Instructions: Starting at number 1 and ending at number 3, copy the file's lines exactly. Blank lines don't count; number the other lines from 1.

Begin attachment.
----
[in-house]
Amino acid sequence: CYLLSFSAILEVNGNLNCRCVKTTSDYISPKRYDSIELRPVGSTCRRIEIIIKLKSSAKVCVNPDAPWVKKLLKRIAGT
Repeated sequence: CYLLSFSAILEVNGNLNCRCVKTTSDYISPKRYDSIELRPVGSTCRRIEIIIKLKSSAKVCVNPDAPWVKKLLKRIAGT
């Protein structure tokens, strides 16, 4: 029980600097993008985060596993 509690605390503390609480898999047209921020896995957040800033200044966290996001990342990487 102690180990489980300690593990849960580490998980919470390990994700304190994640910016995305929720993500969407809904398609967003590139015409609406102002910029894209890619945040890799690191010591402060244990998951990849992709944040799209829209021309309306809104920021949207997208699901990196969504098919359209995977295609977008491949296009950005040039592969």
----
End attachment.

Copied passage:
[in-house]
Amino acid sequence: CYLLSFSAILEVNGNLNCRCVKTTSDYISPKRYDSIELRPVGSTCRRIEIIIKLKSSAKVCVNPDAPWVKKLLKRIAGT
Repeated sequence: CYLLSFSAILEVNGNLNCRCVKTTSDYISPKRYDSIELRPVGSTCRRIEIIIKLKSSAKVCVNPDAPWVKKLLKRIAGT